Tesla's holiday update adds TikTok and 'Sonic' to its infotainment system

The Tesla holiday update has started rolling out.


Tesla's big holiday update for the year has started making its way to the automaker's fleet of electric vehicles, and it adds quite a large list of improvements and new features. For those addicted to scrolling on TikTok, perhaps the biggest addition is the TikTok app on Tesla Theater. According to the update notes posted by Electrek, they'll now be able to scroll the platform's short-form videos — on repeat, if they want — right on their vehicle's screen, so long as their car is parked.

In Toybox, owners will now also find the Light Show feature that Tesla introduced as an Easter Egg on the Model X back in 2015. For the Model X, a choreographed light show includes both flashing lights and opening falcon wing doors, but other models will have to make do with the former. Tesla has made its app launcher customizable, letting owners drag and drop their favorite apps onto the bottom menu bar. It's also simplifying navigation to make most the common primary controls, such as charging and windshield wipers, easier to access.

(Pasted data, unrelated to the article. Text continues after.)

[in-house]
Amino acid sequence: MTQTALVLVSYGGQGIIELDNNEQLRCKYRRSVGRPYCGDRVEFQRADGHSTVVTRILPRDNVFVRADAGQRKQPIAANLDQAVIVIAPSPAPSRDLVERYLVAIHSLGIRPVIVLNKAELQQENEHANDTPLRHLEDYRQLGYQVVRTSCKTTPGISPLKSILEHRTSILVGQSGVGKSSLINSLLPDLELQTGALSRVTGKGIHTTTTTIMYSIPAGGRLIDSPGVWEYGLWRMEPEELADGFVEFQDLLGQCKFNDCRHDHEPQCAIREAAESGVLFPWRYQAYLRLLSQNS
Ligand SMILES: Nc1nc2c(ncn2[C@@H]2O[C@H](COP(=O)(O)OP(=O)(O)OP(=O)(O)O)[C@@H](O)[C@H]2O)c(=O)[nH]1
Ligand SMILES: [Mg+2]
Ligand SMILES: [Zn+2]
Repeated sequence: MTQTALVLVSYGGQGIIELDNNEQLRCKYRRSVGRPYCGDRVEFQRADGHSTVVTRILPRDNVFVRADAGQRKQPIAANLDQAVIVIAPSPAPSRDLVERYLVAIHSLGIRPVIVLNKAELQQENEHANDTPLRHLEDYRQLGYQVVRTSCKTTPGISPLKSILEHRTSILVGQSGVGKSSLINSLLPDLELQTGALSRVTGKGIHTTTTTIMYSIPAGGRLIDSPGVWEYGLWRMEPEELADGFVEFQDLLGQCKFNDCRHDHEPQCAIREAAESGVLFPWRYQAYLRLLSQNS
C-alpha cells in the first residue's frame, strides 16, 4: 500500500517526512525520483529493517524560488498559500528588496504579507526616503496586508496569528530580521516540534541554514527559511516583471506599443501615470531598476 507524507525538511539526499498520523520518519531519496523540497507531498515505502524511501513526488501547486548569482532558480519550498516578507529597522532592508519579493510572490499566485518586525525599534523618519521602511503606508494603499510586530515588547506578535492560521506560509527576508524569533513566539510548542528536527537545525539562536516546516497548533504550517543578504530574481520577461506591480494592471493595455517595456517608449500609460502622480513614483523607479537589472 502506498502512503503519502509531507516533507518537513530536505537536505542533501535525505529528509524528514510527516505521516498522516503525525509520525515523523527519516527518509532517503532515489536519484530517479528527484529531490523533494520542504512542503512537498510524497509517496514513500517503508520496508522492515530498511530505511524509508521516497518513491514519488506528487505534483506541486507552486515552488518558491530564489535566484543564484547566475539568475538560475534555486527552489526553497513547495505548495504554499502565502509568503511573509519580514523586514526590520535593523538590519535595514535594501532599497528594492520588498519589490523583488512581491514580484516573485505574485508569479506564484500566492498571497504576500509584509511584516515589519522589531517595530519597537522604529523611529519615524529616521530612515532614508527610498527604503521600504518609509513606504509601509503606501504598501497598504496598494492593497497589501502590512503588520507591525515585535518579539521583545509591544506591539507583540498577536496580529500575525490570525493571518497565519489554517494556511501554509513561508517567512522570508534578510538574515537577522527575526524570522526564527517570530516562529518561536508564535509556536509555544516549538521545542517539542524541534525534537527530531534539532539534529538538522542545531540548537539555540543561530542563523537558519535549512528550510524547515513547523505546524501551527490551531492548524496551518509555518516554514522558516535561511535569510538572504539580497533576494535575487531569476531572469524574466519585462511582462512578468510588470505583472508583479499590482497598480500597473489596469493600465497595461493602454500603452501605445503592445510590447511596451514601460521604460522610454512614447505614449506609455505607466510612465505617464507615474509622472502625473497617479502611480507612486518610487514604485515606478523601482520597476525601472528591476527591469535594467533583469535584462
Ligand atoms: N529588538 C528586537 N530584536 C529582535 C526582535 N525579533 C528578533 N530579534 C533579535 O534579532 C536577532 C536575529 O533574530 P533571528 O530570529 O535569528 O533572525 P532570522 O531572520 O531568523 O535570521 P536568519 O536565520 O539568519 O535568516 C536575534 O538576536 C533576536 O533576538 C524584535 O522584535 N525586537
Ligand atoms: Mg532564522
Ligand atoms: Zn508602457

To automatically see a live camera view of their blind spot when they activate their turn signal, drivers can activate the new "Automatic Blind Spot Camera" option under Autopilot in Controls. Plus, drivers can now edit Waypoints to add stops or to initiate new navigation routes with updated arrival times. The holiday bundle has updates that fit the season, as well, including automatic seat heating that can regulate the front row seat temperatures based on the cabin environment, along with other cold weather improvements.

In addition, drivers can now delete dashcam clips directly from the touchscreen and hide map details to remove distractions if they want. Finally, in the entertainment department, Tesla has added Sonic the Hedgehog and Sudoku to its Arcade — though we strongly suggest playing any Arcade game only while parked. Earlier this month, The New York Times reported that Tesla allowed drivers to play some games in moving cars, a concern that the National Highway Traffic Safety Administration is discussing with the company. The agency told Engadget in a statement: "Distraction-affected crashes are a concern, particularly in vehicles equipped with an array of convenience technologies such as entertainment screens. We are aware of driver concerns and are discussing the feature with the manufacturer."